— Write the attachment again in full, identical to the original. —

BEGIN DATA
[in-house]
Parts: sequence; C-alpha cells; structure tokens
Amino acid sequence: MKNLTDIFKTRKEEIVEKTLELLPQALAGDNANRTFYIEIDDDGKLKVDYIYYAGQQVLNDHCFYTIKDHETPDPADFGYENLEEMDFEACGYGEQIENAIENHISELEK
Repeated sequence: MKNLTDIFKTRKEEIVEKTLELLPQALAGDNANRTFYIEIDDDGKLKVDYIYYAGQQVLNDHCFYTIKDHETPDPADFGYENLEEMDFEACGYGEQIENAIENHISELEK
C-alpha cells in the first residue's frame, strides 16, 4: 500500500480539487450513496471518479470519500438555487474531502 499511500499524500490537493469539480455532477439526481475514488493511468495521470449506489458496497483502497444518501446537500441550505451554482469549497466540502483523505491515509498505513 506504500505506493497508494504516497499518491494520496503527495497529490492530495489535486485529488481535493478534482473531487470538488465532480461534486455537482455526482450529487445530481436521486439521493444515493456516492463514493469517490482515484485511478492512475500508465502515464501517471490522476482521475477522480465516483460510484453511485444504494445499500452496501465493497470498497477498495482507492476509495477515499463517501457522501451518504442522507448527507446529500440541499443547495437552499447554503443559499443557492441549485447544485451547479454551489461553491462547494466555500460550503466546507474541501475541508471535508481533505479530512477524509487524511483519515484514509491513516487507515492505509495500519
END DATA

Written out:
[in-house]
Parts: sequence; C-alpha cells; structure tokens
Amino acid sequence: MKNLTDIFKTRKEEIVEKTLELLPQALAGDNANRTFYIEIDDDGKLKVDYIYYAGQQVLNDHCFYTIKDHETPDPADFGYENLEEMDFEACGYGEQIENAIENHISELEK
Repeated sequence: MKNLTDIFKTRKEEIVEKTLELLPQALAGDNANRTFYIEIDDDGKLKVDYIYYAGQQVLNDHCFYTIKDHETPDPADFGYENLEEMDFEACGYGEQIENAIENHISELEK
C-alpha cells in the first residue's frame, strides 16, 4: 500500500480539487450513496471518479470519500438555487474531502 499511500499524500490537493469539480455532477439526481475514488493511468495521470449506489458496497483502497444518501446537500441550505451554482469549497466540502483523505491515509498505513 506504500505506493497508494504516497499518491494520496503527495497529490492530495489535486485529488481535493478534482473531487470538488465532480461534486455537482455526482450529487445530481436521486439521493444515493456516492463514493469517490482515484485511478492512475500508465502515464501517471490522476482521475477522480465516483460510484453511485444504494445499500452496501465493497470498497477498495482507492476509495477515499463517501457522501451518504442522507448527507446529500440541499443547495437552499447554503443559499443557492441549485447544485451547479454551489461553491462547494466555500460550503466546507474541501475541508471535508481533505479530512477524509487524511483519515484514509491513516487507515492505509495500519